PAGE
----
Smart tags worn by seals and turtles connect to Vodafone’s M2M tech and global network to aid preservation of UK marine wildlife
Seals and other marine mammals around the UK coast and in other parts of the world are to be equipped with the latest marine smart tags using machine to machine (M2M) technology in a world first.
M2M technology is being used to connect a wide range of systems to the Internet of Things; however, this is the first time it has been used to connect marine mammals.
The new project is the result of a partnership between the Sea Mammal Research Unit (SMRU) Instrumentation Group at the University of St Andrews and Vodafone UK to aid research into the rapid decline of some species of marine mammals. In the UK, some populations of Harbour seal – one of two resident UK species – have declined sharply, by up to 90% in some areas over the last 10 years.
The partnership will allow SMRU, a global leader in marine science, to equip and link smart tags worn harmlessly by seals, as well as turtles, with Vodafone’s M2M technology and global network to significantly improve the reach and quality of transmission in data collected from them when they surface to breathe.
The data collected is vital to SMRU and associated research organisations worldwide. It will assist them in providing impartial advice to government bodies, industry and offshore energy companies on the best practices in safeguarding seal populations and wider marine conservation.
Vodafone’s global M2M network provides a single and dedicated communications network from coastlines around the world to allow data about a seal’s location, dive behaviour and its oceanic environment, to be sent directly from the tags to SMRU for analysis.
SMRU developed the world’s first data capture and relay tags in 1982 and has progressively improved their design and functionality for in its own use in the UK and by similar research establishments elsewhere in Europe, North America and Asia-Pacific.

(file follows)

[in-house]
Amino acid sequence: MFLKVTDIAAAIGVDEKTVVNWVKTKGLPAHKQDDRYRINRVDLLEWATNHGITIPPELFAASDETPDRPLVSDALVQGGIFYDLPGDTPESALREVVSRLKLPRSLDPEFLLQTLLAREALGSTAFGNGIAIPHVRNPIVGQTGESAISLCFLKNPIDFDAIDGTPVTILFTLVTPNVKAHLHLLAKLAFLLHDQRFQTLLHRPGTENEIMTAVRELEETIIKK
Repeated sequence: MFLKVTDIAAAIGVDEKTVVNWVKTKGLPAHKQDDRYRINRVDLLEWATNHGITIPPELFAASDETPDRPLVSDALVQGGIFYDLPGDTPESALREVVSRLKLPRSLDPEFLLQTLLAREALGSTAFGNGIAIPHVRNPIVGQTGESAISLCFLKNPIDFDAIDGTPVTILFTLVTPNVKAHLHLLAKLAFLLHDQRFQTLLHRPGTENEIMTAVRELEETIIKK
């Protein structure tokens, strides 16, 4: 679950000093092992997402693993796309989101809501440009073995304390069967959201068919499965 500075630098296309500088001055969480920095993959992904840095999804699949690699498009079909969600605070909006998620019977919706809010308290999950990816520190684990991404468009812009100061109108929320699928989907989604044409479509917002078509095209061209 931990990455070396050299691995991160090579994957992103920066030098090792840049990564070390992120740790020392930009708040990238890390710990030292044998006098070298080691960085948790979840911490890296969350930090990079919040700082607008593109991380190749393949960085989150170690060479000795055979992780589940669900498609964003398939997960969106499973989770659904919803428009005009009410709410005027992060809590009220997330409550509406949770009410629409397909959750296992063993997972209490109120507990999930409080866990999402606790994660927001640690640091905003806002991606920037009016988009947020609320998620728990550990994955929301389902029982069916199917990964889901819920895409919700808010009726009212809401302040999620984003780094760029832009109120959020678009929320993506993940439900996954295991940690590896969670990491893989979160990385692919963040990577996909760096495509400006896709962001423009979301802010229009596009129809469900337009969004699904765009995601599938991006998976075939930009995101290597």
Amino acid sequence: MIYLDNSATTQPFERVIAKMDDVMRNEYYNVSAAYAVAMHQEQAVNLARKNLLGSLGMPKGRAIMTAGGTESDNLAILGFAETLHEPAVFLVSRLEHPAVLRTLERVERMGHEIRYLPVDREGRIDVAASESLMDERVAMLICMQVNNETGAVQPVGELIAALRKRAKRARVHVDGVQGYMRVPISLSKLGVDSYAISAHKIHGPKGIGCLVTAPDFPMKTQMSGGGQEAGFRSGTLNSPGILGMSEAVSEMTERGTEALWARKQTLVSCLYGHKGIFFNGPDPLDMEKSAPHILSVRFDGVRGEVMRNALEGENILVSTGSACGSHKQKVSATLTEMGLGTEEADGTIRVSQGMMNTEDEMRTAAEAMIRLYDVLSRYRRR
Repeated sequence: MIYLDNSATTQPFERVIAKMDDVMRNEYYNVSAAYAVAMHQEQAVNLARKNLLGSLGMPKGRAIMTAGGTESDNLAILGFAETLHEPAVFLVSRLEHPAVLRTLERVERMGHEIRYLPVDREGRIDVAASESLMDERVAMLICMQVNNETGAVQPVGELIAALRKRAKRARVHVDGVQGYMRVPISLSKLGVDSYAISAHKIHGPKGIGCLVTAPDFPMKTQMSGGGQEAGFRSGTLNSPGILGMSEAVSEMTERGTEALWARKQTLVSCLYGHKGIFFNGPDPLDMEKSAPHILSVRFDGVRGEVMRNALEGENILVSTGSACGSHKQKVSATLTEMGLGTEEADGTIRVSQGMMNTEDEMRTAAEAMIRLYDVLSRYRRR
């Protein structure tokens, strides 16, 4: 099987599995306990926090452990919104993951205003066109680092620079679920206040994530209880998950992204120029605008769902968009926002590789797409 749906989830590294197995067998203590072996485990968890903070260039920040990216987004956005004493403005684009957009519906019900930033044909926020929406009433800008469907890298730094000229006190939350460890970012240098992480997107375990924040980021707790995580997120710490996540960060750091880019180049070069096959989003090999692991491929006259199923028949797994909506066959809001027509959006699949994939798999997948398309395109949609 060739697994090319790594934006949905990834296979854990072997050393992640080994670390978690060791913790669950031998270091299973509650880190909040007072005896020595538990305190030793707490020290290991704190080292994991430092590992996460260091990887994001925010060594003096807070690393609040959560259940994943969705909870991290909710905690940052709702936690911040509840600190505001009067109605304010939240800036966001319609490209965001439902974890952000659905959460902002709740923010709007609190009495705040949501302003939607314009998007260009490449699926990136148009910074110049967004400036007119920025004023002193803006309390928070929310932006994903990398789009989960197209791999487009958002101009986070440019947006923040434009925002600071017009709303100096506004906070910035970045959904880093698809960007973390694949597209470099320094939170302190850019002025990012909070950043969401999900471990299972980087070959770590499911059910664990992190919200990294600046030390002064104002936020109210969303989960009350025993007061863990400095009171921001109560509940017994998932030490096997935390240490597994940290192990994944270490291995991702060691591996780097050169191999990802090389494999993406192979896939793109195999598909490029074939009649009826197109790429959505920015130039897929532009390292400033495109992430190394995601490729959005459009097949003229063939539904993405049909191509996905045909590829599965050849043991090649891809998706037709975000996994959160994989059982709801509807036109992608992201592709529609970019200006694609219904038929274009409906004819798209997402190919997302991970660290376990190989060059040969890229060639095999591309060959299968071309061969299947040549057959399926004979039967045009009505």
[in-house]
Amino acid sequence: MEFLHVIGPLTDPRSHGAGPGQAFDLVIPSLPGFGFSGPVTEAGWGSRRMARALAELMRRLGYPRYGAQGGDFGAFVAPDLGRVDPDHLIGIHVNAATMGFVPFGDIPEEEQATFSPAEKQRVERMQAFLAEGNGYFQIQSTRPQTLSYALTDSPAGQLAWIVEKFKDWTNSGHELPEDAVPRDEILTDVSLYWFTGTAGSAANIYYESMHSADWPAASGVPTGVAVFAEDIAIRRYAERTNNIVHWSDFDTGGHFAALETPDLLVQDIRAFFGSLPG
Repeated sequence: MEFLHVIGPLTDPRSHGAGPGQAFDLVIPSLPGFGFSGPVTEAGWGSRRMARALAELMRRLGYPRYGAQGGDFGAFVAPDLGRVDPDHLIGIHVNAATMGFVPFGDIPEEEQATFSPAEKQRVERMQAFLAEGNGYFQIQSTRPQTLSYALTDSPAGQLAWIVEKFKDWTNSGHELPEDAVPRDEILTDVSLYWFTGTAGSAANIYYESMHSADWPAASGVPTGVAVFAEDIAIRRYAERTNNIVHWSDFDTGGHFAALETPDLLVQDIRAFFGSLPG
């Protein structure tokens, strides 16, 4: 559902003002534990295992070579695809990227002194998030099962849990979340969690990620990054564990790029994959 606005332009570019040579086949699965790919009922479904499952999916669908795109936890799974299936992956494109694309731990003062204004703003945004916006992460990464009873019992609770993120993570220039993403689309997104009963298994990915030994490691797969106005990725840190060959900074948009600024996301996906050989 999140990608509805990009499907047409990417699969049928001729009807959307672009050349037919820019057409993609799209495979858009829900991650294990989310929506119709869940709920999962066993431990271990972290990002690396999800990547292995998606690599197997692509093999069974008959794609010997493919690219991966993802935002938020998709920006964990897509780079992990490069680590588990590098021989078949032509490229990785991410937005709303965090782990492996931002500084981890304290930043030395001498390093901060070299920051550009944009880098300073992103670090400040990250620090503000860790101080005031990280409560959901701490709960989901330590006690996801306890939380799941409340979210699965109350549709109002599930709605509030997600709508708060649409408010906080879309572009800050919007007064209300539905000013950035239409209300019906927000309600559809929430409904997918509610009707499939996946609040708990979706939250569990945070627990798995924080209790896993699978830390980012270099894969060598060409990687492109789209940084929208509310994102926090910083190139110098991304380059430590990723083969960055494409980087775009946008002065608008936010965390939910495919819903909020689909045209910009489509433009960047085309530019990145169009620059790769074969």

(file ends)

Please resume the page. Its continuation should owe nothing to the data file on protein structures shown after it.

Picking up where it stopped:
A marine smart tag, connected to Vodafone’s global M2M platform and third party satellite services, is lightweight, no larger than a mobile phone and can withstand depths of up to 200 metres. Fixed to the fur of seals with harmless adhesive, the tags drop off during the animals’ annual moult.
SMRU, which is funded by the Natural Environment Research Council (NERC), aims to produce up to 100 Vodafone M2M marine smart tags per year for use both in the UK and with other institutions all around the world. The SMRU Instrumentation Group is recognised as a world leader in the design of innovative telemetry systems for marine mammals.
Vodafone’s M2M technology provides SMRU with a number of benefits, including: aunique core network built specifically for M2M services; a ubiquitous experience utilising both Vodafone owned and partner networks, offering access to hundreds of mobile networks worldwide, giving scientists more opportunities to collect data from ‘tagged’ marine mammals from more places, including remote areas and across different maritime borders; avoids any unforeseen data roaming charges if the seal travels to a different country as it works across a single system; enables SMRU to standardise the smart tags to work on one system rather than worry about working across multiple mobile phone technologies; and marine scientists can control directly the active state of every M2M SIM in each tag anywhere in the world from a single PC.
SMRU’s deputy director, Dr Bernie McConnell, said: “Through the combination of technology and science, SMRU and Vodafone can help businesses and governments accelerate economic growth and responsible environmental management. Marine data collected is fundamental in balancing the health of the sea with society’s need to harvest food and energy from it. ”
While Vodafone UK’s head of corporate responsibility, Emer Boulter, added: “Vodafone is providing its M2M technology and consultancy to help Bernie and the SMRU team to improve their data gathering and so help shape better informed policy decisions and better stewardship of the seas. We are delighted to partner with SMRU and hope that our technology and resources can go some way in continually improving environmental assessments in order to protect local sea mammal populations.”
SMRU and Vodafone began installing the M2M service this month for use on seals around the Northern Isles and western Scotland in Spring next year, for a project backed by the Scottish Government and Scottish Natural Heritage. They also plan to work together at Vodafone’s laboratories in the UK to investigate ways to improve the speed and efficiency of relaying data ashore.
After a dive, seals come to the sea surface to breathe only for short periods. So SMRU and Vodafone will continue to investigate ways to use these brief ‘data communication’ periods without expending too much battery energy.
SMRU is based at the Gatty Marine Laboratory at the University of St Andrews. The acknowledged international expertise of Marine Science at St Andrews has led the University to commence a fundraising appeal for a new flagship building, seeking a £9.6 million investment to provide a new aquarium and research facility in the East Sands at St Andrews.